The Secret to Taking on the Toughest Challenges in Entrepreneurship

As any entrepreneur will tell you, launching a business is not exactly easy. Taking nothing and turning it into something is, well, hard. If it were easy, it would have already happened. So how do I keep at it?


Entrepreneurship has too many ups and downs to measure my success by what I accomplish in terms of money or fanfare. Instead, I define my success around accomplishments that I can uniquely control.


1. Integrity. Have I done what I say I’m going to do? Have I treated people with respect?


2. Learning. Have I learned from everything I can? Objections. Questions. People. My own psychology.


I approach everything I do with these two simple goals. By defining my success this way, I quiet the negative voices in my head and have a different relationship with bigger challenges. Regardless of the outcome, they become opportunities to learn something.


For example, yesterday I got a snarky response from a reporter to whom we were pitching a story about Mightybell. The straight A-student over-achiever in me wanted to take this as rejection. And this feeling of rejection has stopped me in my tracks many times in the past.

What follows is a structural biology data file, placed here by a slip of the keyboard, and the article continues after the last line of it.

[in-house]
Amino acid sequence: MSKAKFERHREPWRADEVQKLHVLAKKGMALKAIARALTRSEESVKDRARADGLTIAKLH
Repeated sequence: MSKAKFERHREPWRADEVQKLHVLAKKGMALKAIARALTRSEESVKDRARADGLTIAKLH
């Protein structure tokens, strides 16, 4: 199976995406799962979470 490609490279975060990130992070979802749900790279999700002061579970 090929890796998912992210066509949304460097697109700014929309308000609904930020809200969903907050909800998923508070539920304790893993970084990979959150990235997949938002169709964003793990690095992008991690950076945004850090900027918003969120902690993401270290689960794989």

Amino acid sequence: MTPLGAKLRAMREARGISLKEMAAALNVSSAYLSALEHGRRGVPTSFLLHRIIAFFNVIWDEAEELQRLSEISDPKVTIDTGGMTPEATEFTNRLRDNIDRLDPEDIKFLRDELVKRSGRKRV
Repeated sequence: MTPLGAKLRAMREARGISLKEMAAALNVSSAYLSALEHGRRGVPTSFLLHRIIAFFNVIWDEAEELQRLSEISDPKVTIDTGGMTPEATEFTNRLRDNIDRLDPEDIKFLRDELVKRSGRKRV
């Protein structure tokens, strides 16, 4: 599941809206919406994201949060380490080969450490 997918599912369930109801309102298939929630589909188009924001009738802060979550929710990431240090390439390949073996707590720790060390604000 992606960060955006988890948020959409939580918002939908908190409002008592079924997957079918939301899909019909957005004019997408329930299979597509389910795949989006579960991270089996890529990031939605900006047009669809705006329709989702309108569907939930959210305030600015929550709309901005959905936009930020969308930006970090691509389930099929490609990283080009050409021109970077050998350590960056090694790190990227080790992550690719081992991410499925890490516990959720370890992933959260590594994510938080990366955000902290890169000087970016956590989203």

But the learner in me took a different approach. The learner in me responded with, “Wow, this is a gift. I can use this to understand the objections and get smarter and more effective in how we talk about the company. I can’t wait to experiment with a response to this reporter and tweak my pitch further for other audiences. This is going to be fun.”


The more focused I am on treating every moment as an opportunity to learn and get better, the easier - and more interesting - entrepreneurship gets. When I’m less afraid, my mind is more creative. When my mind is more creative, I make better decisions. When I make better decisions, I’m more successful. It’s a virtuous cycle.


To be clear, I’m still super competitive and want to win. I am also not always the best version of my “learner” self. But I do know that when I’m focused on learning, I’m willing to take on bigger challenges.


Want to know a secret? As an entrepreneur for the last decade, I have learned that attending the best business schools in the country, mastering technical skills like accounting and marketing, and networking with the persistence of an Olympic athlete don’t matter nearly as much as managing your mindset.


My greatest successes have come from striving to be the best version of myself. I know, I know, what a cliché. But I do believe the combination of my mission, focus on integrity, and passion for learning makes even the toughest challenges possible.